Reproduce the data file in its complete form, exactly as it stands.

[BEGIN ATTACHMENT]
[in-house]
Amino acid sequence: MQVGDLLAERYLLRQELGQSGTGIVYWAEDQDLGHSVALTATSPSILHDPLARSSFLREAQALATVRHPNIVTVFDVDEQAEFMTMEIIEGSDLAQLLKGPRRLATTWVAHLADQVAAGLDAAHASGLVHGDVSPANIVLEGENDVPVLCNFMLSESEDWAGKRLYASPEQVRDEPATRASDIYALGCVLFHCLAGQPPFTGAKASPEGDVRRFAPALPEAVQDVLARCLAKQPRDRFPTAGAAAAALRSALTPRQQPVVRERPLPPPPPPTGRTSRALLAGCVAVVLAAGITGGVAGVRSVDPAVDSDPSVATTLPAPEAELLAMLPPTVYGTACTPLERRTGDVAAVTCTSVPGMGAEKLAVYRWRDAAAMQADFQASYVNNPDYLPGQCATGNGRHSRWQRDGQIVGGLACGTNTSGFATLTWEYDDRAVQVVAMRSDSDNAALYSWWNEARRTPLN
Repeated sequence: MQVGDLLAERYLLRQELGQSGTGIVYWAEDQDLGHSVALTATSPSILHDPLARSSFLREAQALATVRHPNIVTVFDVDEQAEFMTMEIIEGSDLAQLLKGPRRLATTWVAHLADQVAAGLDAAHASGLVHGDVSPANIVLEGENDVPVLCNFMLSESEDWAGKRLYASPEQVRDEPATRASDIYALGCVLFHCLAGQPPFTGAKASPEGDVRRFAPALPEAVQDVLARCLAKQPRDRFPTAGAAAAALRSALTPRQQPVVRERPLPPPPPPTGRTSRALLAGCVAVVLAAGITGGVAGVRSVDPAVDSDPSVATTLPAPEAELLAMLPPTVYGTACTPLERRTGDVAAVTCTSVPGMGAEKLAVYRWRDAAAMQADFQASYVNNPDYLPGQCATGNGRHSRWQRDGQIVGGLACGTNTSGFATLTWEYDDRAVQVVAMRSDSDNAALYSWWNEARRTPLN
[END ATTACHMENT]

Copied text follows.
[in-house]
Amino acid sequence: MQVGDLLAERYLLRQELGQSGTGIVYWAEDQDLGHSVALTATSPSILHDPLARSSFLREAQALATVRHPNIVTVFDVDEQAEFMTMEIIEGSDLAQLLKGPRRLATTWVAHLADQVAAGLDAAHASGLVHGDVSPANIVLEGENDVPVLCNFMLSESEDWAGKRLYASPEQVRDEPATRASDIYALGCVLFHCLAGQPPFTGAKASPEGDVRRFAPALPEAVQDVLARCLAKQPRDRFPTAGAAAAALRSALTPRQQPVVRERPLPPPPPPTGRTSRALLAGCVAVVLAAGITGGVAGVRSVDPAVDSDPSVATTLPAPEAELLAMLPPTVYGTACTPLERRTGDVAAVTCTSVPGMGAEKLAVYRWRDAAAMQADFQASYVNNPDYLPGQCATGNGRHSRWQRDGQIVGGLACGTNTSGFATLTWEYDDRAVQVVAMRSDSDNAALYSWWNEARRTPLN
Repeated sequence: MQVGDLLAERYLLRQELGQSGTGIVYWAEDQDLGHSVALTATSPSILHDPLARSSFLREAQALATVRHPNIVTVFDVDEQAEFMTMEIIEGSDLAQLLKGPRRLATTWVAHLADQVAAGLDAAHASGLVHGDVSPANIVLEGENDVPVLCNFMLSESEDWAGKRLYASPEQVRDEPATRASDIYALGCVLFHCLAGQPPFTGAKASPEGDVRRFAPALPEAVQDVLARCLAKQPRDRFPTAGAAAAALRSALTPRQQPVVRERPLPPPPPPTGRTSRALLAGCVAVVLAAGITGGVAGVRSVDPAVDSDPSVATTLPAPEAELLAMLPPTVYGTACTPLERRTGDVAAVTCTSVPGMGAEKLAVYRWRDAAAMQADFQASYVNNPDYLPGQCATGNGRHSRWQRDGQIVGGLACGTNTSGFATLTWEYDDRAVQVVAMRSDSDNAALYSWWNEARRTPLN